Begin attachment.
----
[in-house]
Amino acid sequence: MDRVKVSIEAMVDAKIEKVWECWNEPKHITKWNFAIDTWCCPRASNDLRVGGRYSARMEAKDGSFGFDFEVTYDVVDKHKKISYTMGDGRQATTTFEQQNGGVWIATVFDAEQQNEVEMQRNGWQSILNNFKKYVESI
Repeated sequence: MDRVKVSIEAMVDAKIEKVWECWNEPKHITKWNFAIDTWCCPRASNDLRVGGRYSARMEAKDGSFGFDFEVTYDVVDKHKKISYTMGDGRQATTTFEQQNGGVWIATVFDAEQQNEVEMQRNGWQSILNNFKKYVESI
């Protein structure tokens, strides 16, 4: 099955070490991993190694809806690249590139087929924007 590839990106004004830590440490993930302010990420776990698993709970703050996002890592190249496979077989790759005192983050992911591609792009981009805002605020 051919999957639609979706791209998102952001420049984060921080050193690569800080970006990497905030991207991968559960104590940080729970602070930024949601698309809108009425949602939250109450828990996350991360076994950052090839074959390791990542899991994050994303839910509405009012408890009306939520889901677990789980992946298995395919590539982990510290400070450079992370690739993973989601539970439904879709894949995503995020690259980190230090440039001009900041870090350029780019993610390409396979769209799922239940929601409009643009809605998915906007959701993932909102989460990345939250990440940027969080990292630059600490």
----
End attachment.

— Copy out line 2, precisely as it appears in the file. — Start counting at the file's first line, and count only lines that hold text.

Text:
Amino acid sequence: MDRVKVSIEAMVDAKIEKVWECWNEPKHITKWNFAIDTWCCPRASNDLRVGGRYSARMEAKDGSFGFDFEVTYDVVDKHKKISYTMGDGRQATTTFEQQNGGVWIATVFDAEQQNEVEMQRNGWQSILNNFKKYVESI